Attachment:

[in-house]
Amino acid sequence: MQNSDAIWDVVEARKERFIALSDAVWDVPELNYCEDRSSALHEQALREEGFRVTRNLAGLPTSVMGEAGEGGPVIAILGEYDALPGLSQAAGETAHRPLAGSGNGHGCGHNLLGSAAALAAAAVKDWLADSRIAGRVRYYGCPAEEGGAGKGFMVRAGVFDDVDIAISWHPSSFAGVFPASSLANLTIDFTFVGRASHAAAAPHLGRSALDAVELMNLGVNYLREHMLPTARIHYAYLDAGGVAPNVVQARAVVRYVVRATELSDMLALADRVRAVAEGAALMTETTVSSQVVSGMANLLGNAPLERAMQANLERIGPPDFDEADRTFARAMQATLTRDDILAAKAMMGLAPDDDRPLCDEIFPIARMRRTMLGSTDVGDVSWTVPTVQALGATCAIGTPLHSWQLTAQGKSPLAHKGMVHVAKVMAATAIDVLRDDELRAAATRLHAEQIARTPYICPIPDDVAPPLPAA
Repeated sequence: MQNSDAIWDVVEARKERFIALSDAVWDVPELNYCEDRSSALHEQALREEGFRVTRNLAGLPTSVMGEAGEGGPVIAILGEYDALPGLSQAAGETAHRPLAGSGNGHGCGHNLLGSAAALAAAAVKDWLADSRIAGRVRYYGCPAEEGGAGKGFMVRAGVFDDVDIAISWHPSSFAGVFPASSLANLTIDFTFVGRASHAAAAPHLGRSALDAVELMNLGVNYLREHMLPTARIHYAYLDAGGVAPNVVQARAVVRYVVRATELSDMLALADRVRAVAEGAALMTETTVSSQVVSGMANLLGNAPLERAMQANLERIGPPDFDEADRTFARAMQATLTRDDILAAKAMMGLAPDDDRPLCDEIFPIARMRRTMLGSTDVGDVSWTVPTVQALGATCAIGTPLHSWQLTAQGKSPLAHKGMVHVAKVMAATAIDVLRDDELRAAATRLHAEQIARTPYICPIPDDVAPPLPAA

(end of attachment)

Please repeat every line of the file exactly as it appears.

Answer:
[in-house]
Amino acid sequence: MQNSDAIWDVVEARKERFIALSDAVWDVPELNYCEDRSSALHEQALREEGFRVTRNLAGLPTSVMGEAGEGGPVIAILGEYDALPGLSQAAGETAHRPLAGSGNGHGCGHNLLGSAAALAAAAVKDWLADSRIAGRVRYYGCPAEEGGAGKGFMVRAGVFDDVDIAISWHPSSFAGVFPASSLANLTIDFTFVGRASHAAAAPHLGRSALDAVELMNLGVNYLREHMLPTARIHYAYLDAGGVAPNVVQARAVVRYVVRATELSDMLALADRVRAVAEGAALMTETTVSSQVVSGMANLLGNAPLERAMQANLERIGPPDFDEADRTFARAMQATLTRDDILAAKAMMGLAPDDDRPLCDEIFPIARMRRTMLGSTDVGDVSWTVPTVQALGATCAIGTPLHSWQLTAQGKSPLAHKGMVHVAKVMAATAIDVLRDDELRAAATRLHAEQIARTPYICPIPDDVAPPLPAA
Repeated sequence: MQNSDAIWDVVEARKERFIALSDAVWDVPELNYCEDRSSALHEQALREEGFRVTRNLAGLPTSVMGEAGEGGPVIAILGEYDALPGLSQAAGETAHRPLAGSGNGHGCGHNLLGSAAALAAAAVKDWLADSRIAGRVRYYGCPAEEGGAGKGFMVRAGVFDDVDIAISWHPSSFAGVFPASSLANLTIDFTFVGRASHAAAAPHLGRSALDAVELMNLGVNYLREHMLPTARIHYAYLDAGGVAPNVVQARAVVRYVVRATELSDMLALADRVRAVAEGAALMTETTVSSQVVSGMANLLGNAPLERAMQANLERIGPPDFDEADRTFARAMQATLTRDDILAAKAMMGLAPDDDRPLCDEIFPIARMRRTMLGSTDVGDVSWTVPTVQALGATCAIGTPLHSWQLTAQGKSPLAHKGMVHVAKVMAATAIDVLRDDELRAAATRLHAEQIARTPYICPIPDDVAPPLPAA